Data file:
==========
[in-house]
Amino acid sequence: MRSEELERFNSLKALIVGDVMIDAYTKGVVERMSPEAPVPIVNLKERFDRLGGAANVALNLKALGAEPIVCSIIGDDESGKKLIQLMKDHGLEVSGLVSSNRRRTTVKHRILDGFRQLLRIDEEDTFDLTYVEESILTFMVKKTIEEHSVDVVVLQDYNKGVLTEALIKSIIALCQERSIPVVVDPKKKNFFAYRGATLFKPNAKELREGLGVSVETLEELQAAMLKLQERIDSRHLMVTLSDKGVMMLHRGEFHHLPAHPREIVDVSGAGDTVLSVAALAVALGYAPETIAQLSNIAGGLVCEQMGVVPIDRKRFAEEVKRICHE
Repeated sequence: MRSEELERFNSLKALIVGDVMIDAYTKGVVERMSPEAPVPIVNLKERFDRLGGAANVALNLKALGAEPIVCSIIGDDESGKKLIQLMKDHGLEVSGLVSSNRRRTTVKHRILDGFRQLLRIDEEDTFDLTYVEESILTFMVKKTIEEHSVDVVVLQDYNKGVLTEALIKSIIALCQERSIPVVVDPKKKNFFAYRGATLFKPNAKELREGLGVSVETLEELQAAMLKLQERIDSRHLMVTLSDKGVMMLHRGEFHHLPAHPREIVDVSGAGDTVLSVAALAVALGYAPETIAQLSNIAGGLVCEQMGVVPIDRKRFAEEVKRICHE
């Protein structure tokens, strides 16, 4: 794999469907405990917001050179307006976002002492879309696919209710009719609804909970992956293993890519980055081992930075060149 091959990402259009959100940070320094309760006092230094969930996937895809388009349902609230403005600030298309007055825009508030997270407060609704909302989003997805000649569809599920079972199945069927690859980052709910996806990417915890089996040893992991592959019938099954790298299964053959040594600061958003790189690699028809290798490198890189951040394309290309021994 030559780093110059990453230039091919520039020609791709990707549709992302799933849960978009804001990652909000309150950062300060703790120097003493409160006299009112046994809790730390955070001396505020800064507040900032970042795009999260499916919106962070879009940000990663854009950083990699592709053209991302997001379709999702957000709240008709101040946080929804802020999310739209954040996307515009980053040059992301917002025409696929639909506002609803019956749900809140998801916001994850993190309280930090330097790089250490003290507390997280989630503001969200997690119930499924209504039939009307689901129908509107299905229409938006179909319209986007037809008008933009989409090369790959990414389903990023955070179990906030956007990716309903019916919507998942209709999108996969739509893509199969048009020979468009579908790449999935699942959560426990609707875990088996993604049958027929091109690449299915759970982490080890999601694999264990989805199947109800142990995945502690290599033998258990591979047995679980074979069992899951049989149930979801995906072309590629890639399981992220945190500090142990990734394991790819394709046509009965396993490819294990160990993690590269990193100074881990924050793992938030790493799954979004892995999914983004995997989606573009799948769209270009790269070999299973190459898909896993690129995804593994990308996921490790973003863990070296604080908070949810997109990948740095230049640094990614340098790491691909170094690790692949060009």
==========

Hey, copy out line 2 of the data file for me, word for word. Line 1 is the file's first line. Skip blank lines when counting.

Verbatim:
Amino acid sequence: MRSEELERFNSLKALIVGDVMIDAYTKGVVERMSPEAPVPIVNLKERFDRLGGAANVALNLKALGAEPIVCSIIGDDESGKKLIQLMKDHGLEVSGLVSSNRRRTTVKHRILDGFRQLLRIDEEDTFDLTYVEESILTFMVKKTIEEHSVDVVVLQDYNKGVLTEALIKSIIALCQERSIPVVVDPKKKNFFAYRGATLFKPNAKELREGLGVSVETLEELQAAMLKLQERIDSRHLMVTLSDKGVMMLHRGEFHHLPAHPREIVDVSGAGDTVLSVAALAVALGYAPETIAQLSNIAGGLVCEQMGVVPIDRKRFAEEVKRICHE